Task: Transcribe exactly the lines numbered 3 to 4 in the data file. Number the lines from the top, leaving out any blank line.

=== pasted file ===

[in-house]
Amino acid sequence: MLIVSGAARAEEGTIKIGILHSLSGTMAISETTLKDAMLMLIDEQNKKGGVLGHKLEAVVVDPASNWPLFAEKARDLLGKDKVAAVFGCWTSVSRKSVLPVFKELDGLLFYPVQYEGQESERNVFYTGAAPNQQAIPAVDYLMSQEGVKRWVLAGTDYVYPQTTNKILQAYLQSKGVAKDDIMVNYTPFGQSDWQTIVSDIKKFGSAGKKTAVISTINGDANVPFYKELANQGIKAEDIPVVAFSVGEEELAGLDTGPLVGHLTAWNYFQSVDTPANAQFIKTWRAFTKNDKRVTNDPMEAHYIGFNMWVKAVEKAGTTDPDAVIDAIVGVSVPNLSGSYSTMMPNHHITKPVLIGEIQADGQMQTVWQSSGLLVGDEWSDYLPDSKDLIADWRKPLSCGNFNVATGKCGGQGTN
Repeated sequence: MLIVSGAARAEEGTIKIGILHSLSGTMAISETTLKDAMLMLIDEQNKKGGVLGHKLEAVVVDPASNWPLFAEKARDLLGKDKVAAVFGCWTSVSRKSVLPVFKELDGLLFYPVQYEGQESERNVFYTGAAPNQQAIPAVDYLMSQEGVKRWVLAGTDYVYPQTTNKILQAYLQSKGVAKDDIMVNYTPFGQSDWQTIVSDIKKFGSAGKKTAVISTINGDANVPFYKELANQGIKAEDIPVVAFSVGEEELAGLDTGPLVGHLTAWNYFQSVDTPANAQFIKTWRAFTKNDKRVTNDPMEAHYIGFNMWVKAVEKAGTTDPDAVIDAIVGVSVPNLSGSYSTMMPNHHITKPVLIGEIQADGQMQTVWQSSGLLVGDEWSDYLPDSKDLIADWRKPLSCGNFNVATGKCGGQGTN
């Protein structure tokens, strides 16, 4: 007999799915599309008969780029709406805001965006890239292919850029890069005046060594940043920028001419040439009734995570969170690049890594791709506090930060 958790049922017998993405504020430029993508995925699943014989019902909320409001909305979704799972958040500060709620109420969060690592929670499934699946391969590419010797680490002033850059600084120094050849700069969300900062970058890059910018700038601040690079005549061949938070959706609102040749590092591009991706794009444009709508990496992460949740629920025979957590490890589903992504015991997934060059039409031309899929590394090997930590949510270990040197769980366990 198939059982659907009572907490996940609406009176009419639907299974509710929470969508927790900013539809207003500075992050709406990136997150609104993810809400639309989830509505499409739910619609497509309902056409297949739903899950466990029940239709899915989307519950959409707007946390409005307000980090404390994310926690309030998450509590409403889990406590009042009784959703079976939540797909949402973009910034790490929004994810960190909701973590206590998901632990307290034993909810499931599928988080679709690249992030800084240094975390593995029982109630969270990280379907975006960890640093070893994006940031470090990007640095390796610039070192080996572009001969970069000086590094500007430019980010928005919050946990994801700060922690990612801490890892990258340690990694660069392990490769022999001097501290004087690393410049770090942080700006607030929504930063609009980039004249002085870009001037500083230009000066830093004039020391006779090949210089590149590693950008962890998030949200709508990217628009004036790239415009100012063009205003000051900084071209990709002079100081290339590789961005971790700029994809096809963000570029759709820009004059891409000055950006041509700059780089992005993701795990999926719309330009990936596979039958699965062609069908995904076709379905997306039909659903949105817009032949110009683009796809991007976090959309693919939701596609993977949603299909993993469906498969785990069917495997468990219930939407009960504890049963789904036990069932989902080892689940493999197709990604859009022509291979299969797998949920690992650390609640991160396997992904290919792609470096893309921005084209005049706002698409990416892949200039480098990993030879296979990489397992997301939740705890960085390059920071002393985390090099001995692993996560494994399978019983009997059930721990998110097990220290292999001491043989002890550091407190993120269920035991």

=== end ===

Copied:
Repeated sequence: MLIVSGAARAEEGTIKIGILHSLSGTMAISETTLKDAMLMLIDEQNKKGGVLGHKLEAVVVDPASNWPLFAEKARDLLGKDKVAAVFGCWTSVSRKSVLPVFKELDGLLFYPVQYEGQESERNVFYTGAAPNQQAIPAVDYLMSQEGVKRWVLAGTDYVYPQTTNKILQAYLQSKGVAKDDIMVNYTPFGQSDWQTIVSDIKKFGSAGKKTAVISTINGDANVPFYKELANQGIKAEDIPVVAFSVGEEELAGLDTGPLVGHLTAWNYFQSVDTPANAQFIKTWRAFTKNDKRVTNDPMEAHYIGFNMWVKAVEKAGTTDPDAVIDAIVGVSVPNLSGSYSTMMPNHHITKPVLIGEIQADGQMQTVWQSSGLLVGDEWSDYLPDSKDLIADWRKPLSCGNFNVATGKCGGQGTN
């Protein structure tokens, strides 16, 4: 007999799915599309008969780029709406805001965006890239292919850029890069005046060594940043920028001419040439009734995570969170690049890594791709506090930060 958790049922017998993405504020430029993508995925699943014989019902909320409001909305979704799972958040500060709620109420969060690592929670499934699946391969590419010797680490002033850059600084120094050849700069969300900062970058890059910018700038601040690079005549061949938070959706609102040749590092591009991706794009444009709508990496992460949740629920025979957590490890589903992504015991997934060059039409031309899929590394090997930590949510270990040197769980366990 198939059982659907009572907490996940609406009176009419639907299974509710929470969508927790900013539809207003500075992050709406990136997150609104993810809400639309989830509505499409739910619609497509309902056409297949739903899950466990029940239709899915989307519950959409707007946390409005307000980090404390994310926690309030998450509590409403889990406590009042009784959703079976939540797909949402973009910034790490929004994810960190909701973590206590998901632990307290034993909810499931599928988080679709690249992030800084240094975390593995029982109630969270990280379907975006960890640093070893994006940031470090990007640095390796610039070192080996572009001969970069000086590094500007430019980010928005919050946990994801700060922690990612801490890892990258340690990694660069392990490769022999001097501290004087690393410049770090942080700006607030929504930063609009980039004249002085870009001037500083230009000066830093004039020391006779090949210089590149590693950008962890998030949200709508990217628009004036790239415009100012063009205003000051900084071209990709002079100081290339590789961005971790700029994809096809963000570029759709820009004059891409000055950006041509700059780089992005993701795990999926719309330009990936596979039958699965062609069908995904076709379905997306039909659903949105817009032949110009683009796809991007976090959309693919939701596609993977949603299909993993469906498969785990069917495997468990219930939407009960504890049963789904036990069932989902080892689940493999197709990604859009022509291979299969797998949920690992650390609640991160396997992904290919792609470096893309921005084209005049706002698409990416892949200039480098990993030879296979990489397992997301939740705890960085390059920071002393985390090099001995692993996560494994399978019983009997059930721990998110097990220290292999001491043989002890550091407190993120269920035991």